Kids In Strange Hats Share Green Tips

Allan Appel PhotoIt looked like Halloween, or St. Patrick’s Day in July. It was “Action Day” for the kids of Solar Youth summer camp.

On a sun-drenched Tuesday afternoon on the Green, 10 kids of Team Coal (including Kenyatta Harris, Jr., pictured in the sparkly, Fred Astaire-ish top hat) donned unusual headgear and coiffures in order to get peoples’ attention.  Their aim: to put into deeds what they’ve been learning about the environment.

They started work at 10:30 a.m. I was the 18th person they gently corralled, and then started teaching.

The lessons: Did you know that Connecticut gets 50 percent of its energy from coal? Asked Elijah Wright.

As Matthew Duhaney pointed his sun-yellow crown skyward, his friend Jason Adote held up a poster and said that we need to make more wind turbines and use less coal.

New Haven has only one wind turbine, another kid added, with a note of melancholy in his voice.

Another youngster urged me to use less electricity, and Kenyatta Harris reminded me that if I smoke (I don’t), I should stop because it kills. Jordan Wingate (in the short yellow wig, far left first photo) expanded on that theme: Pollution in general kills.

Solar Youth’s Executive Director Joanne Sciulli said there were two other teams circulating on the Green, also speaking with people on fossil fuel themes.

The taking of an action based on learning is part of what Sciulli described as the educational model Solar Youth follows: namely, “kids explore, kids do, kids teach.”

The second team was educating the public about the BP oil spill and our use of oil. The third was circulating a petition asking for investments in renewable energy. Sciulli reported that the kids had collected over 300 signatures today alone.

The camp meets five days a week from 9 a.m. to 3 p.m., in two groups. One is for 4- to 8-year-olds; Team Coal is for kids aged 9 to 13. The environmental theme changes from year to year. This year’s is energy.

Next week is the last week of camp. The focus will be on a more formal education forum for campers’ parents, families, and friends.

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posted by: Shoreline Green Dem on July 28, 2010  2:03pm

I applaud the work of Solar Youth to teach and educate New Haven students not only to appreciate the environment, but to go out and investigate the environmental impacts of our daily decisions for themselves.

I do however, wish that Solar Youth had been a bit more careful in the methods and information distributed to students this summer.  Connecticut does not get 50% of its energy from coal, but rather 5.5% of its energy from coal.  This fact is easily researched using energy calculators for kids and teachers at the Energy Information Administration website.  The EIA provides national statistics on all forms of energy use by state updated annually.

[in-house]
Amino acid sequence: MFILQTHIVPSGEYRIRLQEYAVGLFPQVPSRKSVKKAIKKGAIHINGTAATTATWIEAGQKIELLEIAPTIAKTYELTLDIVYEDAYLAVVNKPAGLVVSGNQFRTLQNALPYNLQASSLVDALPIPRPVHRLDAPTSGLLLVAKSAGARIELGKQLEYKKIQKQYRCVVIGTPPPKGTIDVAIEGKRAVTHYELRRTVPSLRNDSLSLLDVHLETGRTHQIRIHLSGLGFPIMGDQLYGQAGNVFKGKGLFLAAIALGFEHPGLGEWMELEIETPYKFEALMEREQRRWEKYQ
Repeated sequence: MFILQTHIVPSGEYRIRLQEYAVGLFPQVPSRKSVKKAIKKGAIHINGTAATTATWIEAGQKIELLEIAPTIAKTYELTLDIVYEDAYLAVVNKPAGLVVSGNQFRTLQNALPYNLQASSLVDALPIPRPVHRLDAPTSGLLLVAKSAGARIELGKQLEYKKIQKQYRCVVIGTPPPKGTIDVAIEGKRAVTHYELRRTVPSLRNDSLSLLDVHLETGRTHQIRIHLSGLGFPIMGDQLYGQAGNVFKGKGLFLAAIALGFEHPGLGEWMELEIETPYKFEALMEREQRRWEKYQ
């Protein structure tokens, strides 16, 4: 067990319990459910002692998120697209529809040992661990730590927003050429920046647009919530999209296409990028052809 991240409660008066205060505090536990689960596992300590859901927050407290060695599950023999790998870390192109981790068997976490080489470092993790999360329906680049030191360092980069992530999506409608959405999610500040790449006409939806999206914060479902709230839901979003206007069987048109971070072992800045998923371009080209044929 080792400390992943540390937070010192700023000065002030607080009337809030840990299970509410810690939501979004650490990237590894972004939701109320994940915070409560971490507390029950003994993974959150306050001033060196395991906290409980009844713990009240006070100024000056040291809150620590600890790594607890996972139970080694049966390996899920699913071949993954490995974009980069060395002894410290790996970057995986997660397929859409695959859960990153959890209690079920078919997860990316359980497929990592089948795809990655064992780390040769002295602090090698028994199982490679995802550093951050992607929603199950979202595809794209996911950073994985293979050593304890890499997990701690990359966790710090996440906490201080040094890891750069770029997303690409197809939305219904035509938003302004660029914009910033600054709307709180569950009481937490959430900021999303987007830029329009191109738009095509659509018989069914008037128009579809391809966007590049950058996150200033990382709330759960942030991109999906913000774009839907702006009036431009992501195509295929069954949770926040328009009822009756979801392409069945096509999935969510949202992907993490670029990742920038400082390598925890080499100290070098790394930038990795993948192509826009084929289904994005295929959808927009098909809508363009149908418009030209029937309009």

Using these calculators available here: with data available here: we see that CT consumed 810 trillion Btus of energy in 2008, the last year on record.  CT also consumed 2,221 thousand short tons of coal to generate electricity used in CT.  The EIA kids calculator tells us that each short ton of coal contains 19,977,000 Btus.  Multiplying these two numbers gives us the Btus of CT energy use provided by coal.  Dividing by the total energy use gives us the percentage 5.5%, not 50%. 

Solar Youth’s goals are admirable, but their accuracy leaves room for improvement.

posted by: Beth from Solar Youth on July 28, 2010  3:23pm

Thank you so much for this correction!  We will be sure to clarify these statistics with the young person quoted.

If you would like to hear more about Solar Youth, please join us at our Public Education Forum on Wednesday, August 4th at 6pm at the Yale Peabody Museum of Natural History!  Youth will be presenting what they learned and accomplished this summer!

posted by: Robbie from Solar Youth on August 17, 2010  2:43pm

Thanks again for the correction—you are completely right.  The statistic should read, “The U.S. gets about 50% of its electric power from coal.”  ( I am glad CT is not as “dirty” as the rest of the country.

Thanks to your comment, we were able to clarify with our campers, and fix that line in our curriculum.